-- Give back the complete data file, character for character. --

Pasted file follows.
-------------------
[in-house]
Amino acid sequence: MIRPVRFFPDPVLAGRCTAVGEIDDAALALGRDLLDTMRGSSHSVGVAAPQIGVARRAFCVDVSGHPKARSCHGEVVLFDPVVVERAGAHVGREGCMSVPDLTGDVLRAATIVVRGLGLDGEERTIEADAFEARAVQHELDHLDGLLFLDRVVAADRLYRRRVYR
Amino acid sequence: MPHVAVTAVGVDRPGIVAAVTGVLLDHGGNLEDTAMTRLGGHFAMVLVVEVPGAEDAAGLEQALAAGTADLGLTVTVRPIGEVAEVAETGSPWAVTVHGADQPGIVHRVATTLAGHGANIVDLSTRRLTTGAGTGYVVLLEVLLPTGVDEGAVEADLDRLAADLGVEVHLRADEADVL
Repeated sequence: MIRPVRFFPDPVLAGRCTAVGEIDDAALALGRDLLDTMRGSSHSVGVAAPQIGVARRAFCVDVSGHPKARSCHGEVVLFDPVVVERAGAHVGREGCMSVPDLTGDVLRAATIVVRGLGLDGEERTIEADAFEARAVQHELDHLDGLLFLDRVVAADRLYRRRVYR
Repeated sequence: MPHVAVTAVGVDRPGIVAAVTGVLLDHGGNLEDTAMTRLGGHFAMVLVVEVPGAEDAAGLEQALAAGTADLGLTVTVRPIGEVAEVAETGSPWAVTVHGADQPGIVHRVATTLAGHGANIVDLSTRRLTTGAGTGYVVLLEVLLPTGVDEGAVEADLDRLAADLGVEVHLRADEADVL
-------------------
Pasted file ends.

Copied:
[in-house]
Amino acid sequence: MIRPVRFFPDPVLAGRCTAVGEIDDAALALGRDLLDTMRGSSHSVGVAAPQIGVARRAFCVDVSGHPKARSCHGEVVLFDPVVVERAGAHVGREGCMSVPDLTGDVLRAATIVVRGLGLDGEERTIEADAFEARAVQHELDHLDGLLFLDRVVAADRLYRRRVYR
Amino acid sequence: MPHVAVTAVGVDRPGIVAAVTGVLLDHGGNLEDTAMTRLGGHFAMVLVVEVPGAEDAAGLEQALAAGTADLGLTVTVRPIGEVAEVAETGSPWAVTVHGADQPGIVHRVATTLAGHGANIVDLSTRRLTTGAGTGYVVLLEVLLPTGVDEGAVEADLDRLAADLGVEVHLRADEADVL
Repeated sequence: MIRPVRFFPDPVLAGRCTAVGEIDDAALALGRDLLDTMRGSSHSVGVAAPQIGVARRAFCVDVSGHPKARSCHGEVVLFDPVVVERAGAHVGREGCMSVPDLTGDVLRAATIVVRGLGLDGEERTIEADAFEARAVQHELDHLDGLLFLDRVVAADRLYRRRVYR
Repeated sequence: MPHVAVTAVGVDRPGIVAAVTGVLLDHGGNLEDTAMTRLGGHFAMVLVVEVPGAEDAAGLEQALAAGTADLGLTVTVRPIGEVAEVAETGSPWAVTVHGADQPGIVHRVATTLAGHGANIVDLSTRRLTTGAGTGYVVLLEVLLPTGVDEGAVEADLDRLAADLGVEVHLRADEADVL